India announces draft strategy for Phase II of Solar Mission

  • Annual average global horizontal irradiance. Image: MNRE
    Annual average global horizontal irradiance. Image: MNRE
  •   Table 1: JNNSM Capacity Addition Target.
    Table 1: JNNSM Capacity Addition Target.
  •   Table 2: Proposed implementation plan for development of solar power under central schemes during  Phase II.
    Table 2: Proposed implementation plan for development of solar power under central schemes during Phase II.

India’s Ministry of New and Renewable Energy (MNRE) has issued a draft solar policy for Phase II of the country’s Jawaharlal Nehru National Solar Mission (JNNSM), outlining its strategy to install 10GW by 2017 through mostly utility-scale projects.

The objective of the MNRE’s Solar Mission is to create conditions, through rapid scale-up of capacity and technological innovation, to drive down costs towards grid parity. The ministry believes solar power could achieve grid parity and become cost competitive with coal in India by 2018 due to the decrease in module prices.

MNRE envisages that of this 10GW target (see Table 1), 4GW would be developed under the JNNSM central scheme and 6GW under various state-specific schemes. During Phase II, MNRE expects that around 20,000 villages will benefit from these schemes for off-grid electricity generation projects, to hit its target of 1,000MW of roof-top solar (see Table 2).

The schemes include 'bundling', which involves combining solar power with traditional sources of energy like coal, which can be sold to utilities at a cheaper rate than offered by solar power alone.

There is also a Generation Based Incentive (GBI) which increases deployment of rooftop PV systems as well as small power plants. The MNRE is required to offer utilities a set price valid for 12 years. However, the government is concerned that with falling module prices, the GBI could become an expensive incentive scheme. Project sizes under Phase II are expected to be in the range of 500kWp to 2.5MWp.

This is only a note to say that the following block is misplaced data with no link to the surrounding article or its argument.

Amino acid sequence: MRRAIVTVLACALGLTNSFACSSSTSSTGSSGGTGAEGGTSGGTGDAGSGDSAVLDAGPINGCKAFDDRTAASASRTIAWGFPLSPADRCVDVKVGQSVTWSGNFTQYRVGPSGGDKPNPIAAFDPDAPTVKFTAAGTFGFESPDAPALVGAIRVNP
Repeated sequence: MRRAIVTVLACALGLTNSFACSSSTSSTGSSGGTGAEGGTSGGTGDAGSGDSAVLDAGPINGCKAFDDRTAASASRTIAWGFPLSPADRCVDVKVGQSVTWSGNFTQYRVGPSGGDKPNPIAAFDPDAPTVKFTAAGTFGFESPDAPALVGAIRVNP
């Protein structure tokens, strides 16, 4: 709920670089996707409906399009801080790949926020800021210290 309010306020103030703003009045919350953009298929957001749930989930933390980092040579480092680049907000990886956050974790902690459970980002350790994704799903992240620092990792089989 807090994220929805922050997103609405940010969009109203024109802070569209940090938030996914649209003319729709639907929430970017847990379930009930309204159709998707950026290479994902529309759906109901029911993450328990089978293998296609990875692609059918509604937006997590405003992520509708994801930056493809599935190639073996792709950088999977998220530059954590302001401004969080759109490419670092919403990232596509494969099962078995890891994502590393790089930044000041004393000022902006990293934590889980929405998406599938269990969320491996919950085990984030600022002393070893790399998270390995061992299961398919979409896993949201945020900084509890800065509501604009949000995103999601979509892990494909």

The majority of project allocations will be completed under the Viability Gap Funding (VGF) offered to private investors in the form of grants from the government. The scheme aims to ensure widespread access to infrastructure provided through a public-private partnership framework by subsidising the capital cost to developers by 20% and thereby reducing the need for government involvement in solar projects.

Phase II will also include aid to solar manufacturers across the value chain, although details were not provided in the draft policy. Financing for manufacturers will be crucial at this time, with the Indian Solar Manufacturers’ Association having approached the World Trade Organisation over complaints against foreign manufacturers undercutting domestic manufacturers.

Speaking to PV-Tech, Pashpathy Goplan, Managing Director of SunEdison South Asia, Africa and Middle East said: “The trade case could affect the effectiveness of the JNNSM. Domestic manufacturers are not cost competitive therefore the cost of modules will increase making projects more expensive to build.”

Goplan added: “I am confident the JNNSM will be able to achieve what it has set out in Phase II because the decision-makers were able to achieve their goals in Phase I.”

However, Tarun Kapoor, spokesman for MNRE assured PV-Tech that the anti-dumping case would not affect the successful implementation of the JNNSM.

Kapoor said: “We are very confident we will achieve our goals. It will not be easy, but we will certainly achieve our goals.”

Furthermore, a ministry division, the Solar Energy Centre, is being renamed as the National Institute of Solar Energy, which will specialise in research and development, resource assessment, training and testing.

Under Phase I, India’s current installed capacity reached 1,050MW by August 2012, just short of 50MW of its 1,100MW target.


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